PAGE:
Well this was going to be a short group date!

The magician placed Harlan’s head in the same top opening where the cabbage had been.  He then placed another cabbage in the lower of the two openings.

The accompanying drum roll was provided by the patrons as they pounded on the tables.

The blade fell and Harlan’s head, and half the cabbage fell into the waiting basket!

No, of course not!  the trick worked perfectly, and only the cabbage half fell into the basket!  Harlan returned to his seat to a great round of applause from the audience!

Lieutenant Nancy was beginning to appreciate the night life more and more, we could tell.

At this point, the highlight of the evening, we took her to “our bar!”

For my regular readers, this was Tan’s Hotel and the Blue Bird Bar at 71 & 73 Nguyen van Thoai Street.  Perfect, an ideal place for entertainment.  Groovy sounds & melodious music charming girls comfortable rooms well known band reasonable price quick service laundry the finest and most magnificent place of good living in Nguyen Van Thoai Street. (So said their business card)!

When we walked in, the place was already hopping, live band as promised and a packed house of American servicemen, mostly Air Force Photo and Air Force Air Police types.

Our tan uniforms stood out like sore thumbs, and the Lieutenant’s Silver Bar shone in the light of the disco ball rotating from the ceiling.  We were immediately seated by the Mama-san in a choice banquette seat near the dance floor. Drinks were had and shared, and pretty soon the girl I usually visited there pulled me aside.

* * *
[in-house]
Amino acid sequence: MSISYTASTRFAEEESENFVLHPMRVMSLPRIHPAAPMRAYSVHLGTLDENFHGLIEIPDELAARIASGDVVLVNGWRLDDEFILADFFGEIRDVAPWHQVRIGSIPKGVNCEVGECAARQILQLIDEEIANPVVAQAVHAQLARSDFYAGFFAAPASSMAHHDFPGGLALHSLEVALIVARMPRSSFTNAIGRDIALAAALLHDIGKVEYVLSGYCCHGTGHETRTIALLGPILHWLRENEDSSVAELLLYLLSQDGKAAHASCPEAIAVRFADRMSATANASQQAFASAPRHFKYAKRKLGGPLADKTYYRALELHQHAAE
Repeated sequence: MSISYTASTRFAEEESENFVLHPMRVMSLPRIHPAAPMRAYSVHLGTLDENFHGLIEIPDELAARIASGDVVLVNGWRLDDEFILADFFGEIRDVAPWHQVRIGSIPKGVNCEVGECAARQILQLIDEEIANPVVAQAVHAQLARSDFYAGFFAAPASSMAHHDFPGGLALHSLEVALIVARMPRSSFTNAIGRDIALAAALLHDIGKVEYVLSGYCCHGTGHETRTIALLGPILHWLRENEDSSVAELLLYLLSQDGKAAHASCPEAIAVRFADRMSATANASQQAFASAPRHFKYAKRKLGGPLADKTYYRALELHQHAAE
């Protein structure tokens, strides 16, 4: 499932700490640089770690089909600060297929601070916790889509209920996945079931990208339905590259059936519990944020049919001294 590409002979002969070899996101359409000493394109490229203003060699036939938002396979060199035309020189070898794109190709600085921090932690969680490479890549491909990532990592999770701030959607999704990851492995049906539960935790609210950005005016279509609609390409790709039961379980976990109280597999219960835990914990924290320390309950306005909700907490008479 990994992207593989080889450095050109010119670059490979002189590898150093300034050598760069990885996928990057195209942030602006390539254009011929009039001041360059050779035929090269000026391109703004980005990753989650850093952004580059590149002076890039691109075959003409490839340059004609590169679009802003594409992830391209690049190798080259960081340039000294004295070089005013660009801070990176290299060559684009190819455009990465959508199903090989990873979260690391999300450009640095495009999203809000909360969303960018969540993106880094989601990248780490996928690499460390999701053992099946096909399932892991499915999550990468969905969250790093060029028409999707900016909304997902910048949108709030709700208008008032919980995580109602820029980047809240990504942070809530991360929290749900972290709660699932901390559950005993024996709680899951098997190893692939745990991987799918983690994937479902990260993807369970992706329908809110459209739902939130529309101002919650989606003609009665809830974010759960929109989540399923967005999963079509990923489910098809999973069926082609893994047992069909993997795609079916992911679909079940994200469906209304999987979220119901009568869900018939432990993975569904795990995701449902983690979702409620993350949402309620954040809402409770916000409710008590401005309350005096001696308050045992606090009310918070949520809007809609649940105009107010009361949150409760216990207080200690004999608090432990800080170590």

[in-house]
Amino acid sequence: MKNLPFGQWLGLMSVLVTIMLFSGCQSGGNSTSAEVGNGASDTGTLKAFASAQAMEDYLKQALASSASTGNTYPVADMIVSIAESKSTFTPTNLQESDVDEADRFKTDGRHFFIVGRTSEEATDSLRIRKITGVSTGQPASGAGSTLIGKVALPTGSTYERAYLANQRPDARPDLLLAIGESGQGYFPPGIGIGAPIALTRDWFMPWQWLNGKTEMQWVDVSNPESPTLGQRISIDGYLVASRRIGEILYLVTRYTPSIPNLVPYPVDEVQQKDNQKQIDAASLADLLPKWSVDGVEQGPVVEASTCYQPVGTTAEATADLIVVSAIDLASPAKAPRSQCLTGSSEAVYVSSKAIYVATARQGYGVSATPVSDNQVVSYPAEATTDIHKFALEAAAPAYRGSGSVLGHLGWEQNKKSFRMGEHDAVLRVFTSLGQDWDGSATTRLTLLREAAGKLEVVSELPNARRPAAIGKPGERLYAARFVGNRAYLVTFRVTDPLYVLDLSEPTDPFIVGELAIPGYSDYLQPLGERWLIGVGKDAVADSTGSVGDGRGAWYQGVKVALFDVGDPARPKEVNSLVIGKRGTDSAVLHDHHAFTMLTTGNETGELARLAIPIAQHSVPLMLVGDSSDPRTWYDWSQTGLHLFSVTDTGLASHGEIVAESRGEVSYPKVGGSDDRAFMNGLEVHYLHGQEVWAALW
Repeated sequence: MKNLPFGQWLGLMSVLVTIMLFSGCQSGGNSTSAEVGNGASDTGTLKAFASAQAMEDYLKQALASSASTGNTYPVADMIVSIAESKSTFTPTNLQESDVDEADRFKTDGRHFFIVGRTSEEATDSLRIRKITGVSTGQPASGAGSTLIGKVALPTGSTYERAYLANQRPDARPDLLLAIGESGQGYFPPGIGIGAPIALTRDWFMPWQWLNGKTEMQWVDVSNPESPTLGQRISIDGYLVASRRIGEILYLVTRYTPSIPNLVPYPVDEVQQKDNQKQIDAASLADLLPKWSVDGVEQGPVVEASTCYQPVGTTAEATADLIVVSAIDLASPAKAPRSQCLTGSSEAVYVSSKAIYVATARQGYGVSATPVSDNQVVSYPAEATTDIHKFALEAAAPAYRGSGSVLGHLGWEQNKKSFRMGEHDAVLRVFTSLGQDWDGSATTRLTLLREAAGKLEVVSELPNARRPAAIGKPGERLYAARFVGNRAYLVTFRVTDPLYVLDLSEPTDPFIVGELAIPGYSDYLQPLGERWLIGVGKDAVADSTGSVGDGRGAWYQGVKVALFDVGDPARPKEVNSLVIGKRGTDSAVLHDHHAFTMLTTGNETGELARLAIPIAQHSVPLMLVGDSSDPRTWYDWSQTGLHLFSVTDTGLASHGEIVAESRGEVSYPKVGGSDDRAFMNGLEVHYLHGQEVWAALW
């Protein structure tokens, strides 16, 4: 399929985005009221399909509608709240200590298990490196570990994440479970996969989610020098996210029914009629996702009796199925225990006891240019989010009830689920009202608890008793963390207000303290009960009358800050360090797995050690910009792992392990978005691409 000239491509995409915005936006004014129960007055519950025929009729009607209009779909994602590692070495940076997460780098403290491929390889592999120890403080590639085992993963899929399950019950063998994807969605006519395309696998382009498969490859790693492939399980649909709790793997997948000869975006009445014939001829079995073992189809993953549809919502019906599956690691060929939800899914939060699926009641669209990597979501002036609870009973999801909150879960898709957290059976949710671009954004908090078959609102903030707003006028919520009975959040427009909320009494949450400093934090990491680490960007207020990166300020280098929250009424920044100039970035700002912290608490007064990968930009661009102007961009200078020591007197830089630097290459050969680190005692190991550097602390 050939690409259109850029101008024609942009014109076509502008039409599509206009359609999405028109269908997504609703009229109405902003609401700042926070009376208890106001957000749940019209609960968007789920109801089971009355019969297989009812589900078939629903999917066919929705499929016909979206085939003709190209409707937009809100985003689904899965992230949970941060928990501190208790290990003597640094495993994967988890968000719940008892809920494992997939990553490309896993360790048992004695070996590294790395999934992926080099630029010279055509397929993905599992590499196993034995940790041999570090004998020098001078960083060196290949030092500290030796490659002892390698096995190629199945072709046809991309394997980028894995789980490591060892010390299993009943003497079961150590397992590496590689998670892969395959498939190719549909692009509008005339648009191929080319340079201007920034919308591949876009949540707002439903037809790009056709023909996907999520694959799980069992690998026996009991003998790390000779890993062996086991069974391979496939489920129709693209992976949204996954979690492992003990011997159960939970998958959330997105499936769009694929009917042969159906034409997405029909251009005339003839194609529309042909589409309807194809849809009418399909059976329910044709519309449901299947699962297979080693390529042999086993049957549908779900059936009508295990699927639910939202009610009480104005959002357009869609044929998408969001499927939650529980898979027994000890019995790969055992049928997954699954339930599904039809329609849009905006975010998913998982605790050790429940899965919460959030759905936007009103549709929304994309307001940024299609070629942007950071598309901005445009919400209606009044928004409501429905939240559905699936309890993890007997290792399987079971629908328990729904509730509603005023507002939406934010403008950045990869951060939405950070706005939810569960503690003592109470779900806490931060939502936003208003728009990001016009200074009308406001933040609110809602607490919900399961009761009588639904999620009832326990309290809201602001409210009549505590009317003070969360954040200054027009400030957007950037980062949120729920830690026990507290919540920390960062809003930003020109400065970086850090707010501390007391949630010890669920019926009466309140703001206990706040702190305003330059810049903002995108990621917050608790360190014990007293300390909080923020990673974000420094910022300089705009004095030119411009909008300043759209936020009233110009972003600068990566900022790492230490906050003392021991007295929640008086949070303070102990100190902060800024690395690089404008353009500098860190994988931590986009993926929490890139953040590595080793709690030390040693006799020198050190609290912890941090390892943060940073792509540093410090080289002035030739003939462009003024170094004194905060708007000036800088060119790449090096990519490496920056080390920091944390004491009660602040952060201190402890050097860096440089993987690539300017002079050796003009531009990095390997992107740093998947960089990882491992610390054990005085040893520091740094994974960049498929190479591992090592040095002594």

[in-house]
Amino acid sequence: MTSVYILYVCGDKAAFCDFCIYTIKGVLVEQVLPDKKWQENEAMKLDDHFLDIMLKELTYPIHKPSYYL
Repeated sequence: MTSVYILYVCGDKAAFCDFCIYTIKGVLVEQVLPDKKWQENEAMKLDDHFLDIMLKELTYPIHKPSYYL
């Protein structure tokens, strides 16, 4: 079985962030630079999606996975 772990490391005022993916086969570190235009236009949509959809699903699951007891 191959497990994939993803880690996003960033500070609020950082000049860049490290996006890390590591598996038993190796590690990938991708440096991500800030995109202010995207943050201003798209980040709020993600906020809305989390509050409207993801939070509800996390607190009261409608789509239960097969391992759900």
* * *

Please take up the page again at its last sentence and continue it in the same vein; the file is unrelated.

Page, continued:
“Who her?”

“Who?”

“Her, you know who!”

“Oh, her!  She my boss at work!”

“Her?”

“Yes, see the silver on her collar?  She an officer!”

“”She?  Your boss?  An officer?”

Her mind was completely blown!  The fact that an American woman could rise to the rank of officer and to be the supervisor of men was way beyond her belief level.

That is when it got interesting.

One of the guys in the “group date,” got called away when he found out that his Vietnamese girlfriend was about to give birth to their baby.  So long, Marc!  But before he left, he produced a Versamat Drive Chain bracelet and placed it on the lieutenant’s wrist.  While her attention was drawn elsewhere, Marc crimped the link closed that made it impossible for the bracelet to be removed without tools.  One of my previous posts talks about the significance of these bracelets.